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Counting the world’s poor: problems and possible solutions

  • Angus Deaton

    (Princeton University)

The World Bank prepares and publishes estimates of the number of poor people in the world. While everyone knows that these numbers should be taken with a pinch of salt, the numbers are arguably important. In an institution where the reduction of poverty is the paramount objective, some overall yardstick of progress (or the lack of it) is required. The numbers are frequently quoted by politicians and by leaders of international organizations, including the Bank itself, who believe the numbers are effective for advocacy. Indeed, there is a long history of studies of poverty mobilizing support among the non-poor for anti-poverty policies. So it is important to know whether the world and national poverty counts are sound enough to support these uses. As recent discussions have made clear, the apparent lack of poverty reduction in the face of historically high rates of economic growth, both in the world as a whole, and in specific countries (most notably India), is providing fuel for the argument that economic growth does little to reduce poverty. How confident can we be that the data actually support these inferences? Are the changes in the poverty counts sufficiently well-measured to support conclusions about growth and poverty reduction? Should the World Bank stand ready to be judged by its success in reducing the current measures of world or even national poverty? If not, can better data collection or better methodologies improve the numbers?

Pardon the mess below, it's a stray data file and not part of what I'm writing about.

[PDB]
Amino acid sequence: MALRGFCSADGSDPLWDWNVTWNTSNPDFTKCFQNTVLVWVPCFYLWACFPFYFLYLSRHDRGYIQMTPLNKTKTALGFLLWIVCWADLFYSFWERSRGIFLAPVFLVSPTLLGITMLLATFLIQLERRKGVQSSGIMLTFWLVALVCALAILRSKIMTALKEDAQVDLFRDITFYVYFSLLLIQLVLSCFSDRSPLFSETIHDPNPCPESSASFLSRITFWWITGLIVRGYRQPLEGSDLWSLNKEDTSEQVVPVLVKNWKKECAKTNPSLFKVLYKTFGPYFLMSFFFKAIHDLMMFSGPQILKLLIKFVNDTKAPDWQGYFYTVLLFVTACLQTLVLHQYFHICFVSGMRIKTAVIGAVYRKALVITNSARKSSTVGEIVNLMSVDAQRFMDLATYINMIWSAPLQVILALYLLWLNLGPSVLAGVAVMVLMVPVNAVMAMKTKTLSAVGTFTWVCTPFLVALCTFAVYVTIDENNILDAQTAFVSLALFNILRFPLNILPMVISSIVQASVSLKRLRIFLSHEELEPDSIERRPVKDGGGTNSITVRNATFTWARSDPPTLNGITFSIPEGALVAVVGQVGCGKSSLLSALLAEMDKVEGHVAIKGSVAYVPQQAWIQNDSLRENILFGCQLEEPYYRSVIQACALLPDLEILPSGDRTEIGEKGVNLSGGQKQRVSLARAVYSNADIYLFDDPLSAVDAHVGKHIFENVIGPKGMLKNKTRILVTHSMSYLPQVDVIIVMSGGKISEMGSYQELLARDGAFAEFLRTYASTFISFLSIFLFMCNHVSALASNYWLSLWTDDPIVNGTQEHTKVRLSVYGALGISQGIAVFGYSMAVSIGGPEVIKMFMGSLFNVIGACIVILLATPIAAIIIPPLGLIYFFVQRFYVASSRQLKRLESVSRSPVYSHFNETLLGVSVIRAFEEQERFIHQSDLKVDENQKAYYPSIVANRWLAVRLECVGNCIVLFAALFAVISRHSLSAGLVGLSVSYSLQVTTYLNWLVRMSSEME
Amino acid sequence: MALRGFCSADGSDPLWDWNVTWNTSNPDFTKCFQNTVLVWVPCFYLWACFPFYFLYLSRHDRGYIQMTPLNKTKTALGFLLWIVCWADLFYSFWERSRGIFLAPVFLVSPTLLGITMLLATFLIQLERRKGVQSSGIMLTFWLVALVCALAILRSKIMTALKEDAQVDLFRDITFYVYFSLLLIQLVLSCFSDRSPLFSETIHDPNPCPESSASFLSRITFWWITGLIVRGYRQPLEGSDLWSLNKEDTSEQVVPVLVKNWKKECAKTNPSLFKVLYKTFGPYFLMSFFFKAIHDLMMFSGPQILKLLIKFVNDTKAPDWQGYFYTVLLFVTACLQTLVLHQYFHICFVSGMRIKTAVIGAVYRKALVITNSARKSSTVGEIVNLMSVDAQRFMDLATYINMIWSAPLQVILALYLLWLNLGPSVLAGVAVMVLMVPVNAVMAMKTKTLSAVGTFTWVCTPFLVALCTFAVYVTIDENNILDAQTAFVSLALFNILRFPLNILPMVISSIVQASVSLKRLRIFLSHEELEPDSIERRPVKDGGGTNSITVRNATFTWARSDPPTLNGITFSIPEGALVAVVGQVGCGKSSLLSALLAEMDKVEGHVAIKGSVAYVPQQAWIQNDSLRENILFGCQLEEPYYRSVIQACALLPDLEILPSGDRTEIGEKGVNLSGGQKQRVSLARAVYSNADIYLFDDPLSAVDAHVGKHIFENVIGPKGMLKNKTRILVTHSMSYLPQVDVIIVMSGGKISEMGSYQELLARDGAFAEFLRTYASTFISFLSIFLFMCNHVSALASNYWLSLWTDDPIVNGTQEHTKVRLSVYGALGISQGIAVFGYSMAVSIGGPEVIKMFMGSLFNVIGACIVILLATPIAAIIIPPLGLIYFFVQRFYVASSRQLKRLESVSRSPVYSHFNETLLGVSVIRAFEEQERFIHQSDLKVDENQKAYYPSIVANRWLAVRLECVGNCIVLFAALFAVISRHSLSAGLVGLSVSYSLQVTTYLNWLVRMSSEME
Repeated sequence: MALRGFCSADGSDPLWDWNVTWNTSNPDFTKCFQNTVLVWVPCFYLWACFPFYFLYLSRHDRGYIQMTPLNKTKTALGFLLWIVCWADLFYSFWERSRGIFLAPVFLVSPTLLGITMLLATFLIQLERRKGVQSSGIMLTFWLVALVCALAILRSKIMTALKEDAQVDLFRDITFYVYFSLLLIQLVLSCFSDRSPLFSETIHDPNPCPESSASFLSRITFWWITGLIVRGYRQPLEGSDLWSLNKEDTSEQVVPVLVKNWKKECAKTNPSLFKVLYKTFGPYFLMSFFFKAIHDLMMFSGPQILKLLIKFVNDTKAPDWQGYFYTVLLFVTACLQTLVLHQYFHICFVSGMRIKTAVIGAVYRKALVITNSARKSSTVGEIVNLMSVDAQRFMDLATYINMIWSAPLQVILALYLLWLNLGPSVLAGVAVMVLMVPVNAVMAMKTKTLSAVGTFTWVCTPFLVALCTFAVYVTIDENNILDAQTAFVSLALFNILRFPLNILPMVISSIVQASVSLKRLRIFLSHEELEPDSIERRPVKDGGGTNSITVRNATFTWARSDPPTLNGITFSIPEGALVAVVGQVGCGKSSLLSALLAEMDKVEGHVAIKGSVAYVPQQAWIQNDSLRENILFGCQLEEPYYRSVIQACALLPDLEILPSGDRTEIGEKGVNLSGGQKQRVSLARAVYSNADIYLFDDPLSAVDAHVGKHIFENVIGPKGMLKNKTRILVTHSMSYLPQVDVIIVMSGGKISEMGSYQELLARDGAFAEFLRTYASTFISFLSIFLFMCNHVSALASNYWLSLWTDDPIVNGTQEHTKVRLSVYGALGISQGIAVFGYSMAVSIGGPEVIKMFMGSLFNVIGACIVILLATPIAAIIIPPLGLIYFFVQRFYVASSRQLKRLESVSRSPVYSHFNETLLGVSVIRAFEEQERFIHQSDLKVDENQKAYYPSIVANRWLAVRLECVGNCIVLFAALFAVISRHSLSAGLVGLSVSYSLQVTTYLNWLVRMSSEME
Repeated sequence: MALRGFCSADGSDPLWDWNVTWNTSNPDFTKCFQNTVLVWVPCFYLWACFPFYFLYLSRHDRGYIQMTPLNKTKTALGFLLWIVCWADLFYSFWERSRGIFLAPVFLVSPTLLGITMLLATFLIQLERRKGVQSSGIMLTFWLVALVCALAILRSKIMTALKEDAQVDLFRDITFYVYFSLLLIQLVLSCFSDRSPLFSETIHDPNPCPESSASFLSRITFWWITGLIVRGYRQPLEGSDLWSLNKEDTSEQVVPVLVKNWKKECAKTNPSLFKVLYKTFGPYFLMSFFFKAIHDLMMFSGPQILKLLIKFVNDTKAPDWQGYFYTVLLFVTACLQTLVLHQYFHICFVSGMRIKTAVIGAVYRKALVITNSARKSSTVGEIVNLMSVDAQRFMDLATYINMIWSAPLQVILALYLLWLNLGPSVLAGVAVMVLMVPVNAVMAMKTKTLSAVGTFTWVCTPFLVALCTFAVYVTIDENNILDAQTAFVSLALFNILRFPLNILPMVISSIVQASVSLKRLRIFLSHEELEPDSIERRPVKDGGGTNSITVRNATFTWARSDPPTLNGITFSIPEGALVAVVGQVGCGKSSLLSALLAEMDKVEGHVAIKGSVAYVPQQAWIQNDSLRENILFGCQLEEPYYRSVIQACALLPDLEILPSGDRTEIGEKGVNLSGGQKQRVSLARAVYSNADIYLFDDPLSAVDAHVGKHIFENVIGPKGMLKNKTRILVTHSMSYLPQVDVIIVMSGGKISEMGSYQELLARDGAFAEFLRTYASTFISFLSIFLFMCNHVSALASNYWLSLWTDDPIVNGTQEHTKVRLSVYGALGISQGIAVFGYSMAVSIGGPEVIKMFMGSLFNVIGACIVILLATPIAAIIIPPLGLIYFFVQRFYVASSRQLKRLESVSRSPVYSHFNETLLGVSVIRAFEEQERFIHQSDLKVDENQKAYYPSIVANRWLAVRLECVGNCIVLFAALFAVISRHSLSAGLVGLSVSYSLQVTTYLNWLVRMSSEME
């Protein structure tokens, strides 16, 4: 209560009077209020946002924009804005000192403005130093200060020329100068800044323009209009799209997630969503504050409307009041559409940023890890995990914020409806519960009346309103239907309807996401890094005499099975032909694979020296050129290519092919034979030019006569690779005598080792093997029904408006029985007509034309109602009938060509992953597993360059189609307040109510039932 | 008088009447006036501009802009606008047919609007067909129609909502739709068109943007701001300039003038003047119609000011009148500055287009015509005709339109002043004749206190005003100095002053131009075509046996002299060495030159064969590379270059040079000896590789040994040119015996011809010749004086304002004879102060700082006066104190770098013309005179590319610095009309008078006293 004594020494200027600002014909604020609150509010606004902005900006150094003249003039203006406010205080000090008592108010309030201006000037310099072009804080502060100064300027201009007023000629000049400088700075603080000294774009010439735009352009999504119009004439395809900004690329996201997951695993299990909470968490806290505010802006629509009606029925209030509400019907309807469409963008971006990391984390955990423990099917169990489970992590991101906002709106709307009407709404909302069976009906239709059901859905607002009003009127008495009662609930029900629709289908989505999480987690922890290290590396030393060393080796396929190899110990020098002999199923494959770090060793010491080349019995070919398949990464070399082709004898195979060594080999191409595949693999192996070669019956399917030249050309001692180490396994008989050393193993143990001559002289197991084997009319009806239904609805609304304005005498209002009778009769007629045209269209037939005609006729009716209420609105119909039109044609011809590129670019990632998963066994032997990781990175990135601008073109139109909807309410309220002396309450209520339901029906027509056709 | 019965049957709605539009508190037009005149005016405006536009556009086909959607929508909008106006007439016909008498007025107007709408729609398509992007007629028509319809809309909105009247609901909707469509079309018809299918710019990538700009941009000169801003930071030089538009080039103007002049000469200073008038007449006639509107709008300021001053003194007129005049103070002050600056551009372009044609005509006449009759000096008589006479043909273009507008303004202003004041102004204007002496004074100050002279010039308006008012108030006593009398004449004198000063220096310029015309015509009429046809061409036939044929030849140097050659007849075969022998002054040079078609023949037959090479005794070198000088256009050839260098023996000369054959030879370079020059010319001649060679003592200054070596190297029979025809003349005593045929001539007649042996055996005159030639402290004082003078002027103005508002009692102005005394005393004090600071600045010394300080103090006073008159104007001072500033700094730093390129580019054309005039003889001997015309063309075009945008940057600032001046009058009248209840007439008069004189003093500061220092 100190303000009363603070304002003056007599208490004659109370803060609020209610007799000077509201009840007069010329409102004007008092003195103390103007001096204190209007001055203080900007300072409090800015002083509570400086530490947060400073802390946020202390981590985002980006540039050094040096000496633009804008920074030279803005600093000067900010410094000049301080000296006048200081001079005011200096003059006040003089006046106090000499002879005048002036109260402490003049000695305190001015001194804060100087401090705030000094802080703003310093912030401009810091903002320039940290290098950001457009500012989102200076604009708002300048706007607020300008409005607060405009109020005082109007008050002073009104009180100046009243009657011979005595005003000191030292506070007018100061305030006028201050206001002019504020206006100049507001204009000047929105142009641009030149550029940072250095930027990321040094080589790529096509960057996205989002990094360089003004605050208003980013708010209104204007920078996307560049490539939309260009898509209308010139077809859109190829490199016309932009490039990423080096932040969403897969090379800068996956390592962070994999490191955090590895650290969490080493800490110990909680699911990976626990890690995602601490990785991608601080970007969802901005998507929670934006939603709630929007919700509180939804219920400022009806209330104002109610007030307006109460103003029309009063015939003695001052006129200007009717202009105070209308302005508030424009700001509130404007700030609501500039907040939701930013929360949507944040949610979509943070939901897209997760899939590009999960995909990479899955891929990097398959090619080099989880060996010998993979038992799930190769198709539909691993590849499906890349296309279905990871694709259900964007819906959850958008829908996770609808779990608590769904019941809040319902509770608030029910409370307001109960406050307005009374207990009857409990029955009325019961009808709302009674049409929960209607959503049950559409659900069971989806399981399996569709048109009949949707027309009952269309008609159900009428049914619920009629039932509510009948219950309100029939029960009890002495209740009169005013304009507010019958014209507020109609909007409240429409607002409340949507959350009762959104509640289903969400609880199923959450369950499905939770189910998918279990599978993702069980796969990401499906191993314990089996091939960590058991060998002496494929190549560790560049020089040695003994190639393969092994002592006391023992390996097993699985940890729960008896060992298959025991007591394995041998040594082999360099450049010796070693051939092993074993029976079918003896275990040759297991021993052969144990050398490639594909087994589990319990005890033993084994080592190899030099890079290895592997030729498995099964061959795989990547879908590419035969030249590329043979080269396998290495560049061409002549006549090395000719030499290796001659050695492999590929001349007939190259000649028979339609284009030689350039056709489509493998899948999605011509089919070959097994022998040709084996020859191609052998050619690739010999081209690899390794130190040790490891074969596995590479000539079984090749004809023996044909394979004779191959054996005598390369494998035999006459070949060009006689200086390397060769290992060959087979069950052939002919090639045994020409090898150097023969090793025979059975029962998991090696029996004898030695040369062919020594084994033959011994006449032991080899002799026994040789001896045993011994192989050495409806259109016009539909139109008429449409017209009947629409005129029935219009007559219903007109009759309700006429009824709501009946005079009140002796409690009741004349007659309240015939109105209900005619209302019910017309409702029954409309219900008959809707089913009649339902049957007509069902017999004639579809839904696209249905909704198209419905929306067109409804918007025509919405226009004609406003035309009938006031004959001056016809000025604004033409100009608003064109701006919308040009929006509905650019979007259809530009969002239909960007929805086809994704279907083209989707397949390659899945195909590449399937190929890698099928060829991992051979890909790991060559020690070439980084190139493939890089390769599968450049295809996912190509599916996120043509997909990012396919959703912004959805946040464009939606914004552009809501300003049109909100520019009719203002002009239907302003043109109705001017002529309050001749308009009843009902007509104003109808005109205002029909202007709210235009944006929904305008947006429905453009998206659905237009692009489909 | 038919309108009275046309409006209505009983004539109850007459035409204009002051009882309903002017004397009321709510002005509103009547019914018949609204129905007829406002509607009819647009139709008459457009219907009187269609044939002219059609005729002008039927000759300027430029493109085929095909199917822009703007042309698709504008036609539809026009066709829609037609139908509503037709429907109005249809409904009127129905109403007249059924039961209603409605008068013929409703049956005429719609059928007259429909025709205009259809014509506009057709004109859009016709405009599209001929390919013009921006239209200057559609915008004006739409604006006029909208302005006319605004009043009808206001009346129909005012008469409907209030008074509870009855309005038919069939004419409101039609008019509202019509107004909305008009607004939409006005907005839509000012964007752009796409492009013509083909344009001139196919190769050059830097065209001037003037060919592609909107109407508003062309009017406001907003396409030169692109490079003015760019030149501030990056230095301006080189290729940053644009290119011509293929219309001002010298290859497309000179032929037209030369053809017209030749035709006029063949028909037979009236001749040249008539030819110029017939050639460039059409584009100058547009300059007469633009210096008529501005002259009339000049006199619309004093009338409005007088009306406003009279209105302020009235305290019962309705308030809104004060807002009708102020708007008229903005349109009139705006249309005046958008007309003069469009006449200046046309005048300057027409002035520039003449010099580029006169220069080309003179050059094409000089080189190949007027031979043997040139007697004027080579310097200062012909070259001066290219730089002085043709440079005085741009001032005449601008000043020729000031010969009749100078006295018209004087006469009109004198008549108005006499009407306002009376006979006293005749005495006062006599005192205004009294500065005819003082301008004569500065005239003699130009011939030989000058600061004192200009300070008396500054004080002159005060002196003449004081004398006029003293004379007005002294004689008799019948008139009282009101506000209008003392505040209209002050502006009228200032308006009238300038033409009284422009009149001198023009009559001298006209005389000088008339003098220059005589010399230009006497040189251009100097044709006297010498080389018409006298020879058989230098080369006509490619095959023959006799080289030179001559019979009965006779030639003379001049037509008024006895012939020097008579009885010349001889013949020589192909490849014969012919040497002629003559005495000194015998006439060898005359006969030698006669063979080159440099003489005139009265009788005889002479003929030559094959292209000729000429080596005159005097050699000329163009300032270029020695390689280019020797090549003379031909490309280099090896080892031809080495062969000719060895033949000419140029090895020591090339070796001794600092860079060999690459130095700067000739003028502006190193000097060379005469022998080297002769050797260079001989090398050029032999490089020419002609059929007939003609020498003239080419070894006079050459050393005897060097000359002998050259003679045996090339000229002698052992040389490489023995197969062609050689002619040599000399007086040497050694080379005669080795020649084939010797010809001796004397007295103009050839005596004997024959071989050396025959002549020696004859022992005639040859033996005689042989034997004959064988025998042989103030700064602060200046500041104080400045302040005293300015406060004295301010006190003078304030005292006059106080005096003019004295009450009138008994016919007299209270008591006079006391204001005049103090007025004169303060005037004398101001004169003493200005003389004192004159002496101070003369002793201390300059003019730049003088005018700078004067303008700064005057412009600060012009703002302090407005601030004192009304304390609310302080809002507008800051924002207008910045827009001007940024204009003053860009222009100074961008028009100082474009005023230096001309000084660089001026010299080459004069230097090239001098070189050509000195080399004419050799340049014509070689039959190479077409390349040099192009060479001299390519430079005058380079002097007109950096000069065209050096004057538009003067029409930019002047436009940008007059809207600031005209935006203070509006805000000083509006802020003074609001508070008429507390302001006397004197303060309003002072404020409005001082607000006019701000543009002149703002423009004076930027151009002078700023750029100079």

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Paper provided by Princeton University, Woodrow Wilson School of Public and International Affairs, Research Program in Development Studies. in its series Working Papers with number 212.

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Date of creation: Dec 2000
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Handle: RePEc:pri:rpdevs:deaton_worlds_poor
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